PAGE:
Intro: Sawbuck Table
This is my first instructable, and i showing how i made a sawbuck hall table for my school hard materials technology project. I made mine out of american white oak, and made it to my mothers specifications.
Step 1: Planning/Designing
This is one of the most important steps. i made several prototypes before making the final product otherwise it would have been a waste of expensive materials. I have added a picture with the measurement i think i used but i will update with the real ones later when i have double checked.
For this project, i used a tablesaw, bandsaw, belt sander, dropsaw, router,
Step 2: Buy Wood
Because I am making this hall table for my mum, and she wants it made of american white oak which is crazily expensive. I took my dad with me when i bought it, to pay for it :) and to make sure i got the best value for money.
Step 3: Preparing Wood
I put my wood through a thicknesser until it was the right thickness and the main lumps were gone. I also planned what pieces would be used for each component of the table so that i made sure i had enough wood.
Step 4: Cut Legs
This is where the prototypes came in handy, because i made a few before i got the angles and height looking right. I would recommend for anyone making one to make their own prototypes to see what looks best for their heights and needs. i needed mine to fit into a step in the hallway, so had ti make it narrow enough so it didn't sit out, and make the rest to look right with that width.
To make this easier, i drew the legs on a piece of wood, then used that to help me get the sizes correct on the final pieces. i also cheated in this step, because to get the legs to the right thickness, i will have to double up the wood, because wood twice the thickness was more expensive. it also made the legs easier, because it meant i did not need to router out where the legs crossed.
now cut the wood to the right width and length, then set up the drop saw to the right angle to cut the ends. because the angle i wanted couldn't be reached, i had to hold the wood on the correct angle with another piece of wood.
Step 5: Glue Legs
I now glued the legs together with gorilla wood glue and clamped it. When it was dry i sanded them all down till all edges were smooth and flush.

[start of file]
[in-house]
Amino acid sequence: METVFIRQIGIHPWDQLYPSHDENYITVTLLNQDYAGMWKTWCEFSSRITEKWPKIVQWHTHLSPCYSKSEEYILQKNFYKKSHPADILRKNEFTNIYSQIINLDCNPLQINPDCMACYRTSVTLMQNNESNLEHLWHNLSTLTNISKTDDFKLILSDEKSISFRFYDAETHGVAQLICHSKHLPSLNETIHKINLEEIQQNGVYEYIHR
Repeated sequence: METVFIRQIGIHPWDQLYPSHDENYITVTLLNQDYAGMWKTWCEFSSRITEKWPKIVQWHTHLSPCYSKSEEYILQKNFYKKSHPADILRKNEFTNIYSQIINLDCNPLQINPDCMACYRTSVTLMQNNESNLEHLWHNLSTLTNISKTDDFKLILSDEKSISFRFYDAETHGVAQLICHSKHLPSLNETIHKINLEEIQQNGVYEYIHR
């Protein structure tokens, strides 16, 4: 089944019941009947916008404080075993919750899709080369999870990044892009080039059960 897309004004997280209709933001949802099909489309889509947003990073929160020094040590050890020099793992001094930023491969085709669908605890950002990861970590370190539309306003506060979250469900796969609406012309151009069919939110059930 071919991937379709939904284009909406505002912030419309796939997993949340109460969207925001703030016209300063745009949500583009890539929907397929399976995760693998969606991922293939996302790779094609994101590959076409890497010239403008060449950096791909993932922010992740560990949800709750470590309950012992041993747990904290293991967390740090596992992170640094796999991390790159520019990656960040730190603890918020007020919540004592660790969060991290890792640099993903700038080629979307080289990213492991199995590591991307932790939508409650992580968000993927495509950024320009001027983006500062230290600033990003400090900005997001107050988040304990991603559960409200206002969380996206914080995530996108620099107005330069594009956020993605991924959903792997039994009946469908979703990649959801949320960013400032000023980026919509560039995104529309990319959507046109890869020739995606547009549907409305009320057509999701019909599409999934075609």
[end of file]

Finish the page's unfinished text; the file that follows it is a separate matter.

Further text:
Step 6: Cutting Sideboards and Dovetails
Cut the sideboards to the correct length and width, then trace out the desired shape of the dovetails on both ends. Then use a bandsaw to cut out the dovetail shapes. These can be sanded with a belt sander starting rough and working up the grits until smooth. The edges can also be sanded so they are not sharp.
To get the dovetails to the shape i wanted, i created another one from scrap wood to make sure i had it correct before cutting the oak.
I also made boards to sit in each end, by holding the uncut board inside, then tracing on the outside to get the angles correct, and so it fitted perfectly.
Step 7: Cutting Dovetails in the Legs
Trace around the dovetails on the side boards, and use a router set to the correct depth to cut out the shapes. Use a board clamped along the line, so that you don't go over the and it helps keep them straight. I did 2 practices on scrap wood before doing the proper ones so i was more confident that i wouldn't mess it us, and so i knew what i was doing.
Step 8: Making Top
For the top, i had to glue two pieces together side by side, so that it was as wide as i wanted it. for this join, i used a biscuit joint, and glue. There was knot hole in one of the board i used for the top, but left it there unfilled, because mum liked the look of it.
I am disappointed that i have lost this pictures of this step
Step 9: Final Sanding and Assembly
The final steps are to sand and make sure all of the pieces are up to standard. this is also the time to stain, or oil it if you wish. I left it as is, but in future, mum may want it distressed to add a new look. it can now be assembled, by pushing the lower boards into the dovetail cutouts, and the rest can be screwed with L brackets and short screws that cannot be seen.
Step 10: Notes
The sandpaper i used was 120, then 200, then 400 grit.
One important thing to know about American White Oak, is that the grain goes a certain direction, and care should be taken to cut and sand with the grain, so that it doesn't chip or become rough.
In the future, i may end up distressing the top and legs, and maybe oiling or staining it. i will wait till it has been used for a bit until i or my mum has decided what to change, or what to improve.
This is also in the furniture contest so please vote if you think it is good enough :)